At NYIAD we teach our students a simple Three-Step Method for designing every room they create:
- A successful room is functional.
- A successful room expresses a mood.
- A successful room exhibits a sense of harmony.
This simple Three-Step Method is the secret of every interior ever designed. We teach our interior design students to consider these three steps every time they look at a room. You'll find the great home decorating ideas in our Room of the Month series as well as in the design tips on this site helpful in creating outstanding room designs.
When our students mail in their interior design project for analysis by their instructor, the instructor starts by commenting on these three Guidelines. Of course, the instructor analyzes other elements of the project too – decor, layout, furniture, style etc. But the key to good decor – and the essential element of every great interior design – is adherence to these three NYIAD Guidelines.
How do they work? How can you apply them? It's beyond the scope of this Web site to teach you every nuance, but you will get an inkling from the Room of the Month Analysis that follows.
For this Room of the Month, we're looking at two different takes on essentially the same design, to illustrate not only how to use the New York Institute of Art and Design Guidelines to Interior Design — function, mood, and harmony — but also to show how the same furniture can have a different effect when put into a new arrangement.
Looking first at the photo here, let's consider the function of this room. Any living room has as its main purpose providing a place for people to congregate, to talk to one another, and to maybe eat and drink together.
This function is quite well served here. The two low sofas facing each other allow for six or eight people to sit face-to-face as well as side-to side. People on both sofas will have a view of the fireplace, so neither group gets the "bad" view. The table is the right distance from both sofas to serve as a place to hold drinks or hors d'oeuvres.
Although there are no floor lamps, the overhead light is set on a dimmer, so that lower lighting can be provided.
The mood here is modern, lean, and spare. This is an up-to-the-minute design, the long, clean lines of the sofas reflected in the lines of the table and the area rug.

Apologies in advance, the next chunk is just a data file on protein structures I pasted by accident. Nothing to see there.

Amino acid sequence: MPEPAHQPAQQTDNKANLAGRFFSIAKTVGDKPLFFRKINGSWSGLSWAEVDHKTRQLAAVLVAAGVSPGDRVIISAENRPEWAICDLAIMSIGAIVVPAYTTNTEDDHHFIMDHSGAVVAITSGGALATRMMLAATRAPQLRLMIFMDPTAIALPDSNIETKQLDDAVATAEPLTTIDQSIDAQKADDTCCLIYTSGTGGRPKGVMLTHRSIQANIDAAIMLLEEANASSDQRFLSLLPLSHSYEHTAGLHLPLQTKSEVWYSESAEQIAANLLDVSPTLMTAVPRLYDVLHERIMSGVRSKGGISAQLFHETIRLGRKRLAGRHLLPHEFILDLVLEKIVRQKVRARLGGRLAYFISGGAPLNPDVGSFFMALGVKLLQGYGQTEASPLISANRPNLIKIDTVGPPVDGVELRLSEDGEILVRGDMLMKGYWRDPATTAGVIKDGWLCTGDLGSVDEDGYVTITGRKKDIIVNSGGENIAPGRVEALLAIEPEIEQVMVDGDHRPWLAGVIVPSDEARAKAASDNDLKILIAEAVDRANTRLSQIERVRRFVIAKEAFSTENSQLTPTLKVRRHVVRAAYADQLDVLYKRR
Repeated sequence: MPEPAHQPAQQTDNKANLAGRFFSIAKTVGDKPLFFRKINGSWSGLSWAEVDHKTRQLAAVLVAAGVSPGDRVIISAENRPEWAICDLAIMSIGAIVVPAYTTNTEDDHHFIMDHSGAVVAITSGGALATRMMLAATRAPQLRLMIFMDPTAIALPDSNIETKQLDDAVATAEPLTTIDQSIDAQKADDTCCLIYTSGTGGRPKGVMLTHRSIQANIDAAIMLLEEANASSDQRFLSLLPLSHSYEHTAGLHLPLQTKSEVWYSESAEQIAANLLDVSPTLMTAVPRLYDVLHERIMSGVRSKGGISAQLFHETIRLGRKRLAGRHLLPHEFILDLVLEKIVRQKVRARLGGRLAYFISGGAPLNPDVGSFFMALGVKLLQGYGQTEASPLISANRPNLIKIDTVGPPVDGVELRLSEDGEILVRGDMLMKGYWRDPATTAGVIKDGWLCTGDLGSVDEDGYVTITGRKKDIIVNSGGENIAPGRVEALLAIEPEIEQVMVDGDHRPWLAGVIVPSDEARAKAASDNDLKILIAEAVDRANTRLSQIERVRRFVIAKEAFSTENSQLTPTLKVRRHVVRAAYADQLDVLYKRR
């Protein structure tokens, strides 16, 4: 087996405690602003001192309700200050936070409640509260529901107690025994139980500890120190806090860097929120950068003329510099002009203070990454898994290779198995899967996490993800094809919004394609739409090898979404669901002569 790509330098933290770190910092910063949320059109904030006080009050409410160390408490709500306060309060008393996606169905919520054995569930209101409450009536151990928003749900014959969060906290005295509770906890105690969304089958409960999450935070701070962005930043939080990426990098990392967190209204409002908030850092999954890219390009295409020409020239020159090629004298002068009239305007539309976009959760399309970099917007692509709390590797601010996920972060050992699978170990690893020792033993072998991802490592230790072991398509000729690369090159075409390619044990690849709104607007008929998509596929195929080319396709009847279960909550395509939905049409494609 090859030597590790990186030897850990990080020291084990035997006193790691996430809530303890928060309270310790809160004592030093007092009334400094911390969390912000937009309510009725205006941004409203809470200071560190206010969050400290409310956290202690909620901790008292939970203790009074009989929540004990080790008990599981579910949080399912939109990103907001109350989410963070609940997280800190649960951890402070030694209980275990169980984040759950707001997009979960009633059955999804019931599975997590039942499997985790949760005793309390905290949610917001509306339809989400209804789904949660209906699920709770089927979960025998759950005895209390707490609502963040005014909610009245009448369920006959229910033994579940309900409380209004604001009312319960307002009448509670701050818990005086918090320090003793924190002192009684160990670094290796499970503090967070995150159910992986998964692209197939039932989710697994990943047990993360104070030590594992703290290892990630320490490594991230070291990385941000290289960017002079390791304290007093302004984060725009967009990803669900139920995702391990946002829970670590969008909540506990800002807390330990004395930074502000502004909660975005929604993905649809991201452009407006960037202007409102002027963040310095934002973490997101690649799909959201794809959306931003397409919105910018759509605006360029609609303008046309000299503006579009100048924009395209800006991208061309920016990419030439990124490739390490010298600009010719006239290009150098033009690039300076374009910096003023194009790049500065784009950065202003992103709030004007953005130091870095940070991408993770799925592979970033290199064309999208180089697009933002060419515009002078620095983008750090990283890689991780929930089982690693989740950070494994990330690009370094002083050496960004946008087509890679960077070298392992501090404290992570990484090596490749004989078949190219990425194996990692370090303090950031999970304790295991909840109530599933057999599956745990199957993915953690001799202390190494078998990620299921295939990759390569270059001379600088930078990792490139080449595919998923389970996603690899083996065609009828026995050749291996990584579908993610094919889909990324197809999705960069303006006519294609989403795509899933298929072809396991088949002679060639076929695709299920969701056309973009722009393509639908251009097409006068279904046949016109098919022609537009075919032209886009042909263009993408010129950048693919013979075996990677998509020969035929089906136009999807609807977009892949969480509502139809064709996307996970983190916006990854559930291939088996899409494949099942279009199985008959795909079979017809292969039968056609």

There is also an Asian mood here, not overstated, but subtle. The sofas are so low that they recall Japanese style, and the minimalist design of the art and the plants is also Asian in feeling.
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Finally, looking at the harmony, we see that everything in the room suits this mood. The pale green cushions harmonize in color with the plants, and in turn the line of the plants harmonizes with the art on the walls. The square shape of the table is an echo of the squares in the rug, and altogether the geometry of this room spells harmony.
One other function of this room may not be immediately apparent, but once we point it out, you won't see this room in the same way. Each of those sofas becomes an extra-wide single bed, with a quick toss of the cushions. Each is a little longer and a little wider than a standard single bed, so this room quickly and easily transforms into a guest room for two.
But that's not all; this room itself is easily transformed to another look. This second photo shows the same furniture arranged in a slightly different way. Without the fireplace as a focal point, the sofas are placed catty-corner to one another, giving the room a slightly less formal, more open feeling. With the sofas in this configuration, this feels more like a family room than a formal living room.
And notice too the wall color. Here, the walls are a deep Chinese red, and this, along with the bamboo wall hanging, emphasizes the Asian feeling of the room. The room still has the harmony it had in the first photo, and still serves the same functions, but the mood is slightly different — just enough so that the owner feels able to shift the mood of the room with just a few small changes.